BERLIN (Reuters) – A sigh of relief would go around the world if Democratic challenger Joe Biden wins the U.S. presidency but Berlin would still face many of the same policy problems with Washington, Germany’s coordinator for transatlantic ties said on Friday.
Peter Beyer, a member of Chancellor Angela Merkel’s conservative Christian Democrats, said Biden would offer a more collaborative tone than U.S. President Donald Trump who has called Germany’s trade and spending policies “very bad”.
Trump trails Biden in polls ahead of the Nov. 3 vote.
“A big sigh of relief would go around the planet if Joe Biden wins,” Beyer told Reuters.
“Would it help? I don’t think so because (from) what we’ve heard from Joe Biden … we will see that many of the existing transatlantic topics will remain, such as Nord Stream 2, energy security, economic issues,” he added.
Trump has attacked Berlin for supporting the Nord Stream 2 gas pipeline spanning the Baltic Sea, accusing Germany of being a “captive” of Russia due to its reliance on Russian energy.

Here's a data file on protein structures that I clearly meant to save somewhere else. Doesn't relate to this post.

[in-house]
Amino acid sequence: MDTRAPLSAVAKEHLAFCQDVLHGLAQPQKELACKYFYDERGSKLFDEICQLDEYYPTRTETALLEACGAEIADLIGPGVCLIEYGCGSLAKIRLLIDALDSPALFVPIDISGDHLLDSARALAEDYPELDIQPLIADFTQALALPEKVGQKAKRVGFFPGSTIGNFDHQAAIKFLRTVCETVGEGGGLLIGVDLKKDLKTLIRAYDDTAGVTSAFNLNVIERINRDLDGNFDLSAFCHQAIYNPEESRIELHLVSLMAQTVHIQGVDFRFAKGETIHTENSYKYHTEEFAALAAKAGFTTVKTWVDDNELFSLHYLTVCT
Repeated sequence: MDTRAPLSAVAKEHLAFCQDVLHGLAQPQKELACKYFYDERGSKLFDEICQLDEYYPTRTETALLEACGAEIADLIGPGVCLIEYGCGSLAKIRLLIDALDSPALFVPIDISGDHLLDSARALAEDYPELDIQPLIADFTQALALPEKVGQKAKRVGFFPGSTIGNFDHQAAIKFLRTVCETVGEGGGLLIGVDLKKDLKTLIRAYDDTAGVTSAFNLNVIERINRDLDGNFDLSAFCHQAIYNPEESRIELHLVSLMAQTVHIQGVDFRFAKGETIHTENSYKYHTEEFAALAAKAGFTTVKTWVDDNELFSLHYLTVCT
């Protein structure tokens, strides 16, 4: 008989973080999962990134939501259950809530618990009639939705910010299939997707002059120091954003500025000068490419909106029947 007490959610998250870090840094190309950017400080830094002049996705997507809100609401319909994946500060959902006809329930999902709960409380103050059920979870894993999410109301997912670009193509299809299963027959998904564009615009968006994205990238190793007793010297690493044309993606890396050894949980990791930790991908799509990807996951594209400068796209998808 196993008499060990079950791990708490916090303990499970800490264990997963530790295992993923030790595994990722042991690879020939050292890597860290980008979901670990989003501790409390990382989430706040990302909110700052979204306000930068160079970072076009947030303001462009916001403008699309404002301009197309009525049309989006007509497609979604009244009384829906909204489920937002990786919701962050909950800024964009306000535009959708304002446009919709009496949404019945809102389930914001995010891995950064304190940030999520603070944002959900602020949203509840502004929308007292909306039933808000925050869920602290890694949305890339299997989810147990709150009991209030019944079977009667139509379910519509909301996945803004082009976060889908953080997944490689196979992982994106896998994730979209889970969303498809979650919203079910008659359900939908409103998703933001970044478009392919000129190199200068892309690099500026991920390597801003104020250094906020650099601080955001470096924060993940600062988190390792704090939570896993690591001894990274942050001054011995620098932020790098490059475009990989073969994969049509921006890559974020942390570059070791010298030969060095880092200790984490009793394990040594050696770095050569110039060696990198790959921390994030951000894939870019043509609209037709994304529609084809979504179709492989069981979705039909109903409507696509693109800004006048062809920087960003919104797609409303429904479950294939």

“We would be well advised to expect a president Joe Biden to be much more collaborative, he would be much friendlier in tone, but many of the issues will remain on the table, some would be much easier to address, others would be tough.
“One of his top priorities would be healing the wounds of his own country. There’s a lot to do.”
If Trump is re-elected, Beyer expects a weakening over time of the way the military alliance NATO operates.
The U.S. military in July unveiled plans to withdraw about 12,000 troops from Germany, in fallout from Trump’s long-simmering feud with Berlin.
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